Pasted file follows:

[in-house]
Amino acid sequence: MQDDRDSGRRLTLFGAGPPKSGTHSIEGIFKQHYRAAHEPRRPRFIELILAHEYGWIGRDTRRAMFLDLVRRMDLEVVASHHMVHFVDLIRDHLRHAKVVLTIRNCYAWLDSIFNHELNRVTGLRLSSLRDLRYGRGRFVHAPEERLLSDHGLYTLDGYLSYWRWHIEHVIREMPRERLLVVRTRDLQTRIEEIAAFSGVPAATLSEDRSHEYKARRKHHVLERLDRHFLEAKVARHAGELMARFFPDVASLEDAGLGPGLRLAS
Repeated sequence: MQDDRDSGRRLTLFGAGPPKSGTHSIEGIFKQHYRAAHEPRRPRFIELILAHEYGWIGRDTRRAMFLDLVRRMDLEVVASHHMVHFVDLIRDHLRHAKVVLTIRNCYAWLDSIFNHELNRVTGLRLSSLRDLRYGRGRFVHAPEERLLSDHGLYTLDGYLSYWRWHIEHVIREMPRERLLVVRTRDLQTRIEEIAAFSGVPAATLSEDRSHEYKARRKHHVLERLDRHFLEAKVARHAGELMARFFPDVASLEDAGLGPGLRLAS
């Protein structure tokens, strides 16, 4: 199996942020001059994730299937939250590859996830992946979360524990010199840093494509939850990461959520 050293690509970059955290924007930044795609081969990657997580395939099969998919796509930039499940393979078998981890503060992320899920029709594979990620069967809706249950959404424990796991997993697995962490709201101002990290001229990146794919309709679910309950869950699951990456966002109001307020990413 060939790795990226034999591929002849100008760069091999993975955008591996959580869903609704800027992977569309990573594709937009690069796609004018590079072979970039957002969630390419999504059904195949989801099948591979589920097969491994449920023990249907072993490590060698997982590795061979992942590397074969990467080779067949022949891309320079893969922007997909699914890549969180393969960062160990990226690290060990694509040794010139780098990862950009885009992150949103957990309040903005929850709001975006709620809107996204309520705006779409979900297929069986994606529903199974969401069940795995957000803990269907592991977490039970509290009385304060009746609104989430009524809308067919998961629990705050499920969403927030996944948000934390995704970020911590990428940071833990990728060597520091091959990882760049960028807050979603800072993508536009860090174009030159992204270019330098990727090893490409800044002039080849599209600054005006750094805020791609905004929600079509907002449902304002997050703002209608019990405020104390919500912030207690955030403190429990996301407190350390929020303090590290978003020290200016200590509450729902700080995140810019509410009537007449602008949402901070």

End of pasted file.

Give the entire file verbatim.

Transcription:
[in-house]
Amino acid sequence: MQDDRDSGRRLTLFGAGPPKSGTHSIEGIFKQHYRAAHEPRRPRFIELILAHEYGWIGRDTRRAMFLDLVRRMDLEVVASHHMVHFVDLIRDHLRHAKVVLTIRNCYAWLDSIFNHELNRVTGLRLSSLRDLRYGRGRFVHAPEERLLSDHGLYTLDGYLSYWRWHIEHVIREMPRERLLVVRTRDLQTRIEEIAAFSGVPAATLSEDRSHEYKARRKHHVLERLDRHFLEAKVARHAGELMARFFPDVASLEDAGLGPGLRLAS
Repeated sequence: MQDDRDSGRRLTLFGAGPPKSGTHSIEGIFKQHYRAAHEPRRPRFIELILAHEYGWIGRDTRRAMFLDLVRRMDLEVVASHHMVHFVDLIRDHLRHAKVVLTIRNCYAWLDSIFNHELNRVTGLRLSSLRDLRYGRGRFVHAPEERLLSDHGLYTLDGYLSYWRWHIEHVIREMPRERLLVVRTRDLQTRIEEIAAFSGVPAATLSEDRSHEYKARRKHHVLERLDRHFLEAKVARHAGELMARFFPDVASLEDAGLGPGLRLAS
């Protein structure tokens, strides 16, 4: 199996942020001059994730299937939250590859996830992946979360524990010199840093494509939850990461959520 050293690509970059955290924007930044795609081969990657997580395939099969998919796509930039499940393979078998981890503060992320899920029709594979990620069967809706249950959404424990796991997993697995962490709201101002990290001229990146794919309709679910309950869950699951990456966002109001307020990413 060939790795990226034999591929002849100008760069091999993975955008591996959580869903609704800027992977569309990573594709937009690069796609004018590079072979970039957002969630390419999504059904195949989801099948591979589920097969491994449920023990249907072993490590060698997982590795061979992942590397074969990467080779067949022949891309320079893969922007997909699914890549969180393969960062160990990226690290060990694509040794010139780098990862950009885009992150949103957990309040903005929850709001975006709620809107996204309520705006779409979900297929069986994606529903199974969401069940795995957000803990269907592991977490039970509290009385304060009746609104989430009524809308067919998961629990705050499920969403927030996944948000934390995704970020911590990428940071833990990728060597520091091959990882760049960028807050979603800072993508536009860090174009030159992204270019330098990727090893490409800044002039080849599209600054005006750094805020791609905004929600079509907002449902304002997050703002209608019990405020104390919500912030207690955030403190429990996301407190350390929020303090590290978003020290200016200590509450729902700080995140810019509410009537007449602008949402901070």